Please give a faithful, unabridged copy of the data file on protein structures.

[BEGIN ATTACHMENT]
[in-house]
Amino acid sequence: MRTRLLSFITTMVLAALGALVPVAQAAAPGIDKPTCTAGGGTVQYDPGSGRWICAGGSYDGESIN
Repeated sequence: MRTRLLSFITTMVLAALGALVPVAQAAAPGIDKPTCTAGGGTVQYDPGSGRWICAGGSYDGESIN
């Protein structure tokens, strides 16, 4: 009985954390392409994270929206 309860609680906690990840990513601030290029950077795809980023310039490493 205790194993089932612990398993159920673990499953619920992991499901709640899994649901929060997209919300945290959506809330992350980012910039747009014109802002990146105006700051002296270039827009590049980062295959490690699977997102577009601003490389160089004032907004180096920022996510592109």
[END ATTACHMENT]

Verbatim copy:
[in-house]
Amino acid sequence: MRTRLLSFITTMVLAALGALVPVAQAAAPGIDKPTCTAGGGTVQYDPGSGRWICAGGSYDGESIN
Repeated sequence: MRTRLLSFITTMVLAALGALVPVAQAAAPGIDKPTCTAGGGTVQYDPGSGRWICAGGSYDGESIN
């Protein structure tokens, strides 16, 4: 009985954390392409994270929206 309860609680906690990840990513601030290029950077795809980023310039490493 205790194993089932612990398993159920673990499953619920992991499901709640899994649901929060997209919300945290959506809330992350980012910039747009014109802002990146105006700051002296270039827009590049980062295959490690699977997102577009601003490389160089004032907004180096920022996510592109």